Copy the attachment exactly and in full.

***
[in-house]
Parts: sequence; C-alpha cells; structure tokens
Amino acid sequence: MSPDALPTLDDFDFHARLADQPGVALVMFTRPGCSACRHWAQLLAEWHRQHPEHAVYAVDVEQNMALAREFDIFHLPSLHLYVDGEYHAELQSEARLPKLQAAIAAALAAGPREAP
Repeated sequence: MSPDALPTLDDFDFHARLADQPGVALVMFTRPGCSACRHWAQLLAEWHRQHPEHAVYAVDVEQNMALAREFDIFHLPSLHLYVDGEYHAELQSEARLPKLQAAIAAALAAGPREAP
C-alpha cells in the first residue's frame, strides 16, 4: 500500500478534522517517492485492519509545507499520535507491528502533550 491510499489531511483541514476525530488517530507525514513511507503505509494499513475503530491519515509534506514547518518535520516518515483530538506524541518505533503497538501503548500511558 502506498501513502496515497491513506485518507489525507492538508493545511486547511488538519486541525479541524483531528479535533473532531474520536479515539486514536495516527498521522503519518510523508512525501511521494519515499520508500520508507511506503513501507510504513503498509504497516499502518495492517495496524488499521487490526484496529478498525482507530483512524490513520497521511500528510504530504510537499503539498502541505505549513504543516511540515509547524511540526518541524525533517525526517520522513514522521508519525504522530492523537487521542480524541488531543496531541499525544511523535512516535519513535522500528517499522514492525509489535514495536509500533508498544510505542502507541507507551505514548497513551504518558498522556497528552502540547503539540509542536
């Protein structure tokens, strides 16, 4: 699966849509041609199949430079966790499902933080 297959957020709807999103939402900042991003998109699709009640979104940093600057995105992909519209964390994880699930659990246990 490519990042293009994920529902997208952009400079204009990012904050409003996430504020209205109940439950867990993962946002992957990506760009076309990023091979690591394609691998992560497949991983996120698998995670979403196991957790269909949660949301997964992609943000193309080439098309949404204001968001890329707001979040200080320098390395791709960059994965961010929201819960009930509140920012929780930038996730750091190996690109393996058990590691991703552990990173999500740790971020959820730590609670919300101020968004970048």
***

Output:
[in-house]
Parts: sequence; C-alpha cells; structure tokens
Amino acid sequence: MSPDALPTLDDFDFHARLADQPGVALVMFTRPGCSACRHWAQLLAEWHRQHPEHAVYAVDVEQNMALAREFDIFHLPSLHLYVDGEYHAELQSEARLPKLQAAIAAALAAGPREAP
Repeated sequence: MSPDALPTLDDFDFHARLADQPGVALVMFTRPGCSACRHWAQLLAEWHRQHPEHAVYAVDVEQNMALAREFDIFHLPSLHLYVDGEYHAELQSEARLPKLQAAIAAALAAGPREAP
C-alpha cells in the first residue's frame, strides 16, 4: 500500500478534522517517492485492519509545507499520535507491528502533550 491510499489531511483541514476525530488517530507525514513511507503505509494499513475503530491519515509534506514547518518535520516518515483530538506524541518505533503497538501503548500511558 502506498501513502496515497491513506485518507489525507492538508493545511486547511488538519486541525479541524483531528479535533473532531474520536479515539486514536495516527498521522503519518510523508512525501511521494519515499520508500520508507511506503513501507510504513503498509504497516499502518495492517495496524488499521487490526484496529478498525482507530483512524490513520497521511500528510504530504510537499503539498502541505505549513504543516511540515509547524511540526518541524525533517525526517520522513514522521508519525504522530492523537487521542480524541488531543496531541499525544511523535512516535519513535522500528517499522514492525509489535514495536509500533508498544510505542502507541507507551505514548497513551504518558498522556497528552502540547503539540509542536
């Protein structure tokens, strides 16, 4: 699966849509041609199949430079966790499902933080 297959957020709807999103939402900042991003998109699709009640979104940093600057995105992909519209964390994880699930659990246990 490519990042293009994920529902997208952009400079204009990012904050409003996430504020209205109940439950867990993962946002992957990506760009076309990023091979690591394609691998992560497949991983996120698998995670979403196991957790269909949660949301997964992609943000193309080439098309949404204001968001890329707001979040200080320098390395791709960059994965961010929201819960009930509140920012929780930038996730750091190996690109393996058990590691991703552990990173999500740790971020959820730590609670919300101020968004970048």